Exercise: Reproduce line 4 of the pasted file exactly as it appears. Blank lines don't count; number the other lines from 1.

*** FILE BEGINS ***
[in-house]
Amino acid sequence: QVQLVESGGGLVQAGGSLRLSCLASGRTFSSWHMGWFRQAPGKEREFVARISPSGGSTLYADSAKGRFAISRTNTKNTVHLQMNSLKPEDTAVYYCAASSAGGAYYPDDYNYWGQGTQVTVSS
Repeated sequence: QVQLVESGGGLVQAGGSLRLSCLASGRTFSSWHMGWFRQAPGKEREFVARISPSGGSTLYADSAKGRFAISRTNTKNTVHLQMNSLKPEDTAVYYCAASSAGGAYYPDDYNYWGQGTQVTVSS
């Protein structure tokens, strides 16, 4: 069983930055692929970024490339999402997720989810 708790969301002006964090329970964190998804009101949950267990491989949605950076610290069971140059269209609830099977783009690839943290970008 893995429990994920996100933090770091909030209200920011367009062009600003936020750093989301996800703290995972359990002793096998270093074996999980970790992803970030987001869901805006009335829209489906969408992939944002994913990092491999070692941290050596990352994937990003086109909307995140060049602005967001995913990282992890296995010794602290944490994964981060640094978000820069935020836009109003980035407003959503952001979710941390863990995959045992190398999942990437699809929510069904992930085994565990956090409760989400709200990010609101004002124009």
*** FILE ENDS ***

């Protein structure tokens, strides 16, 4: 069983930055692929970024490339999402997720989810 708790969301002006964090329970964190998804009101949950267990491989949605950076610290069971140059269209609830099977783009690839943290970008 893995429990994920996100933090770091909030209200920011367009062009600003936020750093989301996800703290995972359990002793096998270093074996999980970790992803970030987001869901805006009335829209489906969408992939944002994913990092491999070692941290050596990352994937990003086109909307995140060049602005967001995913990282992890296995010794602290944490994964981060640094978000820069935020836009109003980035407003959503952001979710941390863990995959045992190398999942990437699809929510069904992930085994565990956090409760989400709200990010609101004002124009």